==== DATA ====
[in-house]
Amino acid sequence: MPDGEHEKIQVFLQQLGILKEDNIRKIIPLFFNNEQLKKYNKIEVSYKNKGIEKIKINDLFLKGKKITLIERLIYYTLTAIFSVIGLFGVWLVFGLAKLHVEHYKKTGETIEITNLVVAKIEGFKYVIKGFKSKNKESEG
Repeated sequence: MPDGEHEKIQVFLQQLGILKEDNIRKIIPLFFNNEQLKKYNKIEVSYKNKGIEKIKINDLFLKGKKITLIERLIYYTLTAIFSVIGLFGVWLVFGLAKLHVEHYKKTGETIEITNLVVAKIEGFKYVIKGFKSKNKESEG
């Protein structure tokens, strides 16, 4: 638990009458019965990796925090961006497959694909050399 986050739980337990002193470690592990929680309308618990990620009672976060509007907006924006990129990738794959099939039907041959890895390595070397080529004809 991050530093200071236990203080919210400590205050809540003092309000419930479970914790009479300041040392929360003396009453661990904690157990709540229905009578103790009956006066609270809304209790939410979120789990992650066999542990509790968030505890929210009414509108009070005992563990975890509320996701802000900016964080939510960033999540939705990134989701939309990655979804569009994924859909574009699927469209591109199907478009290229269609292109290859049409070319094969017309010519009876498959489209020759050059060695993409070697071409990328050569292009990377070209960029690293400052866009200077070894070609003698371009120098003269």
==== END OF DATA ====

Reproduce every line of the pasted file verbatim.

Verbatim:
[in-house]
Amino acid sequence: MPDGEHEKIQVFLQQLGILKEDNIRKIIPLFFNNEQLKKYNKIEVSYKNKGIEKIKINDLFLKGKKITLIERLIYYTLTAIFSVIGLFGVWLVFGLAKLHVEHYKKTGETIEITNLVVAKIEGFKYVIKGFKSKNKESEG
Repeated sequence: MPDGEHEKIQVFLQQLGILKEDNIRKIIPLFFNNEQLKKYNKIEVSYKNKGIEKIKINDLFLKGKKITLIERLIYYTLTAIFSVIGLFGVWLVFGLAKLHVEHYKKTGETIEITNLVVAKIEGFKYVIKGFKSKNKESEG
């Protein structure tokens, strides 16, 4: 638990009458019965990796925090961006497959694909050399 986050739980337990002193470690592990929680309308618990990620009672976060509007907006924006990129990738794959099939039907041959890895390595070397080529004809 991050530093200071236990203080919210400590205050809540003092309000419930479970914790009479300041040392929360003396009453661990904690157990709540229905009578103790009956006066609270809304209790939410979120789990992650066999542990509790968030505890929210009414509108009070005992563990975890509320996701802000900016964080939510960033999540939705990134989701939309990655979804569009994924859909574009699927469209591109199907478009290229269609292109290859049409070319094969017309010519009876498959489209020759050059060695993409070697071409990328050569292009990377070209960029690293400052866009200077070894070609003698371009120098003269």